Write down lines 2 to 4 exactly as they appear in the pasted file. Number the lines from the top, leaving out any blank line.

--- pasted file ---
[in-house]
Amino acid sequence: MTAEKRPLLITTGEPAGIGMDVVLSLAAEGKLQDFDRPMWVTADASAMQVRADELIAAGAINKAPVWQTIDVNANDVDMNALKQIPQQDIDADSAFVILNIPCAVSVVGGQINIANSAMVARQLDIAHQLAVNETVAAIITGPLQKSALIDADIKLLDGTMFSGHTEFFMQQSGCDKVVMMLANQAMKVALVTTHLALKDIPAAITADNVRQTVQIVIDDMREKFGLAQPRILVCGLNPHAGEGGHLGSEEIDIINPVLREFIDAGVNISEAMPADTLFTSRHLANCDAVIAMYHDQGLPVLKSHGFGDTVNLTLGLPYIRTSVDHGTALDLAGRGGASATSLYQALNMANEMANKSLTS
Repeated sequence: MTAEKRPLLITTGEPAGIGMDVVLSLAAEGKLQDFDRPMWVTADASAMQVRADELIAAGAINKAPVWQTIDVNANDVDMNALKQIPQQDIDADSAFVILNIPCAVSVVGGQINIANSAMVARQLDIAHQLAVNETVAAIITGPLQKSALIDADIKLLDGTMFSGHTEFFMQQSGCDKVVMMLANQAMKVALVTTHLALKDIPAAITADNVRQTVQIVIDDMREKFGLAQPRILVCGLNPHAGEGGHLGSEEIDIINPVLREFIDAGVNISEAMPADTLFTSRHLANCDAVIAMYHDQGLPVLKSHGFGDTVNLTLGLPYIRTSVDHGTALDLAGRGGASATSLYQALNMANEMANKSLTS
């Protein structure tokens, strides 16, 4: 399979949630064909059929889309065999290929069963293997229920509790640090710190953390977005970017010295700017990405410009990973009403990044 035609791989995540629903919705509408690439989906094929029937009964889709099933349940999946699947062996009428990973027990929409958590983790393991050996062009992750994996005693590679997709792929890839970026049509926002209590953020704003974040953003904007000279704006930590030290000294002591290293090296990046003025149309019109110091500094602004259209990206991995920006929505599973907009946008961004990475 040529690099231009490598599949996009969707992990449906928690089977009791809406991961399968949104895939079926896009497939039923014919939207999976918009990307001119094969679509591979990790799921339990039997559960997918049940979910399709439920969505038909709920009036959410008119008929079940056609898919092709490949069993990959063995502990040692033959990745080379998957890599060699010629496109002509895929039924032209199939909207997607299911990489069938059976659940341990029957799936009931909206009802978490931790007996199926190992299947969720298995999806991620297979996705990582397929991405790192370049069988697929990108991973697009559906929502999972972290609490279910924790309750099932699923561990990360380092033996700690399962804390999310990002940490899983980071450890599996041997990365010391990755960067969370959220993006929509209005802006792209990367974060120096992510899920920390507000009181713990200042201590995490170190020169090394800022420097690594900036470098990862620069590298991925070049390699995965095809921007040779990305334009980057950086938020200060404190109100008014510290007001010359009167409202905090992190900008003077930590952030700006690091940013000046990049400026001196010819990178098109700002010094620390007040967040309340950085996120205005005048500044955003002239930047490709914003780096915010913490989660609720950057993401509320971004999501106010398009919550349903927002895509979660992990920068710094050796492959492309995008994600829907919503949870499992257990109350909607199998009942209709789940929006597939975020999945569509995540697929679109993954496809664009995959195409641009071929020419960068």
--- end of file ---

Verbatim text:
Amino acid sequence: MTAEKRPLLITTGEPAGIGMDVVLSLAAEGKLQDFDRPMWVTADASAMQVRADELIAAGAINKAPVWQTIDVNANDVDMNALKQIPQQDIDADSAFVILNIPCAVSVVGGQINIANSAMVARQLDIAHQLAVNETVAAIITGPLQKSALIDADIKLLDGTMFSGHTEFFMQQSGCDKVVMMLANQAMKVALVTTHLALKDIPAAITADNVRQTVQIVIDDMREKFGLAQPRILVCGLNPHAGEGGHLGSEEIDIINPVLREFIDAGVNISEAMPADTLFTSRHLANCDAVIAMYHDQGLPVLKSHGFGDTVNLTLGLPYIRTSVDHGTALDLAGRGGASATSLYQALNMANEMANKSLTS
Repeated sequence: MTAEKRPLLITTGEPAGIGMDVVLSLAAEGKLQDFDRPMWVTADASAMQVRADELIAAGAINKAPVWQTIDVNANDVDMNALKQIPQQDIDADSAFVILNIPCAVSVVGGQINIANSAMVARQLDIAHQLAVNETVAAIITGPLQKSALIDADIKLLDGTMFSGHTEFFMQQSGCDKVVMMLANQAMKVALVTTHLALKDIPAAITADNVRQTVQIVIDDMREKFGLAQPRILVCGLNPHAGEGGHLGSEEIDIINPVLREFIDAGVNISEAMPADTLFTSRHLANCDAVIAMYHDQGLPVLKSHGFGDTVNLTLGLPYIRTSVDHGTALDLAGRGGASATSLYQALNMANEMANKSLTS
């Protein structure tokens, strides 16, 4: 399979949630064909059929889309065999290929069963293997229920509790640090710190953390977005970017010295700017990405410009990973009403990044 035609791989995540629903919705509408690439989906094929029937009964889709099933349940999946699947062996009428990973027990929409958590983790393991050996062009992750994996005693590679997709792929890839970026049509926002209590953020704003974040953003904007000279704006930590030290000294002591290293090296990046003025149309019109110091500094602004259209990206991995920006929505599973907009946008961004990475 040529690099231009490598599949996009969707992990449906928690089977009791809406991961399968949104895939079926896009497939039923014919939207999976918009990307001119094969679509591979990790799921339990039997559960997918049940979910399709439920969505038909709920009036959410008119008929079940056609898919092709490949069993990959063995502990040692033959990745080379998957890599060699010629496109002509895929039924032209199939909207997607299911990489069938059976659940341990029957799936009931909206009802978490931790007996199926190992299947969720298995999806991620297979996705990582397929991405790192370049069988697929990108991973697009559906929502999972972290609490279910924790309750099932699923561990990360380092033996700690399962804390999310990002940490899983980071450890599996041997990365010391990755960067969370959220993006929509209005802006792209990367974060120096992510899920920390507000009181713990200042201590995490170190020169090394800022420097690594900036470098990862620069590298991925070049390699995965095809921007040779990305334009980057950086938020200060404190109100008014510290007001010359009167409202905090992190900008003077930590952030700006690091940013000046990049400026001196010819990178098109700002010094620390007040967040309340950085996120205005005048500044955003002239930047490709914003780096915010913490989660609720950057993401509320971004999501106010398009919550349903927002895509979660992990920068710094050796492959492309995008994600829907919503949870499992257990109350909607199998009942209709789940929006597939975020999945569509995540697929679109993954496809664009995959195409641009071929020419960068």